Finally, all the clots were out, the AVM resected, and the brain appeared normal. We closed. After surgery, she awoke without speech or comprehension and paralyzed on her right side. A life saved but at the cost of probable severe lifelong disability. We didn’t celebrate. Two weeks later, her condition unchanged, she transferred to a rehabilitation facility to recover with people three and four times her age.

A few weeks later, an eight-year-old boy is playing on the sidewalk waiting for his school bus on the busy Whitney Avenue. He trips and falls into the street in front of a garbage truck. Brakes screech, horns blow, but still there is a sickening thump. Traffic stops. An ambulance arrives and the boy is transported to the ER on a respirator in deep coma from the head injury. He got hit in front of the preschool where my son attended. I called Charlie Duncan and described the case. He asked my assessment, and I told him it looked hopeless. Well, almost hopeless. We gambled with the almost and ignored the hopeless.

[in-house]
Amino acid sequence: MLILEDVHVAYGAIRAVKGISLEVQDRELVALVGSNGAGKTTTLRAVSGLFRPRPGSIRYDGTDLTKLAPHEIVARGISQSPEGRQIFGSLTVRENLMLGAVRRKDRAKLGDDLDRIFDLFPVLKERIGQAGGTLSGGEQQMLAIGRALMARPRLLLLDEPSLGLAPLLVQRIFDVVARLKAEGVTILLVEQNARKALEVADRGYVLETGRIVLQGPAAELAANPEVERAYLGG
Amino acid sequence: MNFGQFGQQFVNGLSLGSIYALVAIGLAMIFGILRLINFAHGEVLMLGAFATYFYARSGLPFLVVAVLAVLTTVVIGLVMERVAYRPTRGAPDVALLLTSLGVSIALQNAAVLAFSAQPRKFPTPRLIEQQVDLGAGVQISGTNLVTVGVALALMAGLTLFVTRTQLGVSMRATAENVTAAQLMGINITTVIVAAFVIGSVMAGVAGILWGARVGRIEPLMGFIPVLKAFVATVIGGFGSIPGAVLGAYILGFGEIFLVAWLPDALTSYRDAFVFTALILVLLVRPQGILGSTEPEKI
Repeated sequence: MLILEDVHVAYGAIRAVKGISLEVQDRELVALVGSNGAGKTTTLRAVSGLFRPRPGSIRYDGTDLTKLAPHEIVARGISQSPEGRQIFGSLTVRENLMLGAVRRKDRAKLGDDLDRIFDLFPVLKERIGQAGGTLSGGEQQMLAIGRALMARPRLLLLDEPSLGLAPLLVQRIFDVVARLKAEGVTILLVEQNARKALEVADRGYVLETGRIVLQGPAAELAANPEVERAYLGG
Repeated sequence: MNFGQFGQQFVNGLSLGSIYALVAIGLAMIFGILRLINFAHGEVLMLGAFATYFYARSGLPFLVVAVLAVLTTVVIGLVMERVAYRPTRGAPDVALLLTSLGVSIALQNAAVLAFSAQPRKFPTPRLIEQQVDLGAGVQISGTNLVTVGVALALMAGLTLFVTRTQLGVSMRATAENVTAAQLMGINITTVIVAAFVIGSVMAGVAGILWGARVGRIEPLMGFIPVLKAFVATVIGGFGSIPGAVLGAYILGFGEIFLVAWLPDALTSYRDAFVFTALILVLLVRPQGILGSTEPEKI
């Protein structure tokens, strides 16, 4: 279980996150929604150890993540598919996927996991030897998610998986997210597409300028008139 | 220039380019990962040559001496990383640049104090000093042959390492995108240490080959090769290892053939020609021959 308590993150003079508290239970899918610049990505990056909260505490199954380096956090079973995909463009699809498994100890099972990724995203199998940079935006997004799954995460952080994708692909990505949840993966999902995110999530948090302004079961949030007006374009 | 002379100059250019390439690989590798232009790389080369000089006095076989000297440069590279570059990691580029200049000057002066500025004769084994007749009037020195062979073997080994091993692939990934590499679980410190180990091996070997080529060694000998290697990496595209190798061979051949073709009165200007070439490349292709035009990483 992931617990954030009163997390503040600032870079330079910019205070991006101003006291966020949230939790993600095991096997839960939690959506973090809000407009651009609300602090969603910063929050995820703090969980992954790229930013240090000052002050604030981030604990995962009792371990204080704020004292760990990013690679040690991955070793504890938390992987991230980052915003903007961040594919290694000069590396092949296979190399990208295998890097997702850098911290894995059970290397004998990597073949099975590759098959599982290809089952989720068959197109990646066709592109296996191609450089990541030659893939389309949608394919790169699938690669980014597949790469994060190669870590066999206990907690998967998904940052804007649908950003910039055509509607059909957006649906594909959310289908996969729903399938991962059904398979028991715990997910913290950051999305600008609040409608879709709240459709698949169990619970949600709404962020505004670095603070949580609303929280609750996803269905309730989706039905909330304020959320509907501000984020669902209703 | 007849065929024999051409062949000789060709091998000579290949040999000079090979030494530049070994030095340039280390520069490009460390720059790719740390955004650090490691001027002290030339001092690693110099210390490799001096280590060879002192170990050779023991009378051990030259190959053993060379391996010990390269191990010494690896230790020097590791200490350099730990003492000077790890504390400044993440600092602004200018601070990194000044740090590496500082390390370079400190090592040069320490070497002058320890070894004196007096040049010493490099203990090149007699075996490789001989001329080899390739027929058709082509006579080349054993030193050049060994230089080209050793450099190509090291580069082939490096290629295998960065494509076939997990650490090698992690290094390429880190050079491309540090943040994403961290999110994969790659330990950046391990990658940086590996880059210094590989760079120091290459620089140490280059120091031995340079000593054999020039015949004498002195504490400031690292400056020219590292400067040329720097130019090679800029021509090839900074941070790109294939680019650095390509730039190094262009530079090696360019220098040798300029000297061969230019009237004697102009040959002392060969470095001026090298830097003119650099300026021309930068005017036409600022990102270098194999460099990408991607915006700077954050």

I placed an intracranial pressure (ICP) monitor to guide treatment, optimized the respirator rate and administered various medications to control brain swelling. By two PM, these measures had failed. Another CT again showed diffuse brain swelling. At three PM we took him to surgery to remove a large part of his skull so that even as the swelling increased his brain would not be compressed and the damage would be limited. But even as the skin sutures were placed, his brain continued to swell. The ICP went up again to dangerous levels, and then to levels incompatible with life. By six PM, the battle was clearly lost. The child would die.

It felt like God was dead. I had been part of surgeries that had failed, and this was not the first person I had seen die, nor even the first child. But this was hard. Maybe because this time the victim looked too much like one of my own children.